I need drawings in my book :)

I am so frustrated.

I seem to be able to find out how to do everything in Scrivener except what I need to know.

How to import drawings, graphs, diagrams, into my book.

What little I have found is incomprehensible to me.

I was hoping for a youtube explanation. Video is how I learn best.

Thank you for reading this and thank you twice more if you can help.

Edit > Insert > Image From File…?

Holy tomatoes, Batman.

How can it be so simple and me not see it?

I’ve been trying to figure this out for days.

Thank you thank you thank you.

Or you can keep all your images in a single place, say, an ‘images’ folder next to your .scriv file, and then use the <$img:images/image1.png> tag to insert images during the compile stage.

KB, what’s the difference between ‘insert image from file’ and ‘insert image linked to file’? Does the latter update the image if it is modified?

Inserting an image from a file will actually embed the bitmap directly into the RTF file. When you insert as a linked image it just inserts a text marker pointing to the file’s location on your drive, which will keep RTF file sizes trim, and make it easy to make external edits to the graphics.

I suspected as much. So inserting an image from a file is functionally equivalent to using <$img>?

Functionally, yes. Aesthetically you’ll see the cached image in the editor as though it were embedded, rather than a code like <$img…>

I appreciate all of your replies. Some of them I will have to play with to figure out. Right now the first suggestion is working great.

I figured out why it was so hard for me to figure it out for myself.

I kept trying to “import” the way the others I have used work.

I never thought to look for “Insert” and when I saw it my eye flew right past it.

Sorry I did not get back sooner but I’m trying to get this written before I run out of vacation.

Wishing the best to everyone.

This is a general rule of thumb, and so it may not always be perfectly true (there are some cases where tradition dictates we do things a certain way), but we do try to keep things logical: the menus are divided into domains of responsibility. The File menu has to do with the management of projects, their integration with the rest of the world, and the movement of data in and out of the Scrivener workspace. The Edit menu contains functions which relate to, well, editing, and primarily text editing at that. If a menu command is going to change the content of your work, chances are it is in the Edit menu. View is concerned with how the window looks and feels. Most of the stuff in there is for navigation within the project and setting options for how the project window should act. Project menu is for project settings. Documents for document management and settings. Format for the look of content itself, and finally Help which hopefully requires no annotation. :slight_smile:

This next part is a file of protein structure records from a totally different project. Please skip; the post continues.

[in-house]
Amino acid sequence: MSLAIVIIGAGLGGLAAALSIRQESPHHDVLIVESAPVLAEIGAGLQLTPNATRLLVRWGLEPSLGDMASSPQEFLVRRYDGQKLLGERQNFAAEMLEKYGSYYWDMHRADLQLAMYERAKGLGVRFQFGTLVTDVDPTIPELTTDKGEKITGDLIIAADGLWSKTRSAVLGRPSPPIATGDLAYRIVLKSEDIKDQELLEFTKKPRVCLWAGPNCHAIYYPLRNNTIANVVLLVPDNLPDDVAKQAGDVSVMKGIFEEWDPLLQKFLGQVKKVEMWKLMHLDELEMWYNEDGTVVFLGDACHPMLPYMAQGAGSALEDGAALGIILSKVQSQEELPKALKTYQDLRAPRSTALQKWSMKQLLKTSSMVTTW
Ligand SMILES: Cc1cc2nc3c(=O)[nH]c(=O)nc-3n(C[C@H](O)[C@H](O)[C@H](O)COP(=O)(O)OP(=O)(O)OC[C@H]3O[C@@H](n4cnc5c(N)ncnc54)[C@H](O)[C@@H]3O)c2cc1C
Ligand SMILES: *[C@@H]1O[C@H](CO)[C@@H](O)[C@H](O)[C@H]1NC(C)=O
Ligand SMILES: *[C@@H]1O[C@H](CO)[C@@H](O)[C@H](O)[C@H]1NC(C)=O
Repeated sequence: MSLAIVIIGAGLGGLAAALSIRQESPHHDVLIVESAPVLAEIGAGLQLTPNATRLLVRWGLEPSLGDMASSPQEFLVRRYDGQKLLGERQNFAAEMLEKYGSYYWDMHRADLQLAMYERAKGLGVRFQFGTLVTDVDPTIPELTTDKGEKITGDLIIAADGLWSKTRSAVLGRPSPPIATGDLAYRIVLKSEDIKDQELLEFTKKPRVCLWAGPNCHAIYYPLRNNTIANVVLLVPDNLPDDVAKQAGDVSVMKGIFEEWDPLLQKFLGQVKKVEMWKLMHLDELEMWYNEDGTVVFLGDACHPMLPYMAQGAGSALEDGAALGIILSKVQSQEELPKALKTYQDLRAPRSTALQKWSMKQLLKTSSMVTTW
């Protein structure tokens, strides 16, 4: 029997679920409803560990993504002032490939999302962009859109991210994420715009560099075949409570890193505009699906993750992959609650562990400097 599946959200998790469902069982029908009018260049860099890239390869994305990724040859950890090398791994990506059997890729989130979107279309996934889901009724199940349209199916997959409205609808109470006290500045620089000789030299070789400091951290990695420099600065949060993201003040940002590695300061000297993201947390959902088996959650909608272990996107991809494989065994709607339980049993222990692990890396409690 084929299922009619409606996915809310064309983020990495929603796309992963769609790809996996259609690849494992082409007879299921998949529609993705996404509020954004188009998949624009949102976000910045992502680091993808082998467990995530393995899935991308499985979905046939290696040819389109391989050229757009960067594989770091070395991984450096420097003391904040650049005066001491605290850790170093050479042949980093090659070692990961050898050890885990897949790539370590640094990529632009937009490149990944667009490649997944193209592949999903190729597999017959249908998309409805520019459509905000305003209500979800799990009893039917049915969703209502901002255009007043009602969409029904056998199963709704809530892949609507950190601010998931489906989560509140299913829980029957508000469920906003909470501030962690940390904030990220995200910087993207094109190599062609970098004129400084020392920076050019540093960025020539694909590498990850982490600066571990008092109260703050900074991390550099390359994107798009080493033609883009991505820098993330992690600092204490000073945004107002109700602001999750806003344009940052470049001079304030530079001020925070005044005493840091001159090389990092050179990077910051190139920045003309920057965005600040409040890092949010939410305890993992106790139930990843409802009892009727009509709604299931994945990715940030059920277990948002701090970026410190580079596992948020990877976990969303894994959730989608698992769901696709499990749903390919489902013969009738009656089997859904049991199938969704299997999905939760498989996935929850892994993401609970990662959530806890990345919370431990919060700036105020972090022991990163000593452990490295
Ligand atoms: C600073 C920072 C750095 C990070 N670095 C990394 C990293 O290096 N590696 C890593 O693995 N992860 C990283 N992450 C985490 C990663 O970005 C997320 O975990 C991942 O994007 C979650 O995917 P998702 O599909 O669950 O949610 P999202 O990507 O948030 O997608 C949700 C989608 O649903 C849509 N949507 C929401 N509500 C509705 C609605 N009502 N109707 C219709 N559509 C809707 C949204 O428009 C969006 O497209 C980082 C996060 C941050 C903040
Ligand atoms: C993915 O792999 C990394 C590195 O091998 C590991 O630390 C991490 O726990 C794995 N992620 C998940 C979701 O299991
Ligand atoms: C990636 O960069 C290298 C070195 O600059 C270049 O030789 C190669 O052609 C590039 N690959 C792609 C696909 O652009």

So in this case, you are wanting to insert a figure into your text. That leaves two menu options which are likely logical candidates: Edit & Format, and since adding a figure to the text is something that changes the content, the Edit menu is the most logical placement for it. Hopefully that helps clarify how the menus are organised and makes things easier to find in the future.

Too helpful an explanation to not translate into Sci Fi for the Windows users.


(My best attempt at a Little Green Man.)

Sigh. The lack of sci-fi menus on my Mac Scriv (so far…? ;D) is still enough to make me pout every time I look at them.

I mean. The little hieroglyphics that apparently indicate keyboard shortcuts yet have no correspondingly marked keys (apart from the little four corner celtic knotty thing) can give it a sort of Indiana Jones/fantasy feel, but. It’s just not the same.

Yeah, you’re missing out on (sometimes subtle sometimes not) references from such genre classics as Neuromancer, 2001, Doctor Who, Gattaca and of course Red Dwarf, plus dozens of other sources.

It took quite a while!

My writing of Sci-Fi
Went bye-bye
When my imagination
was way overtaken
By Wi-Fi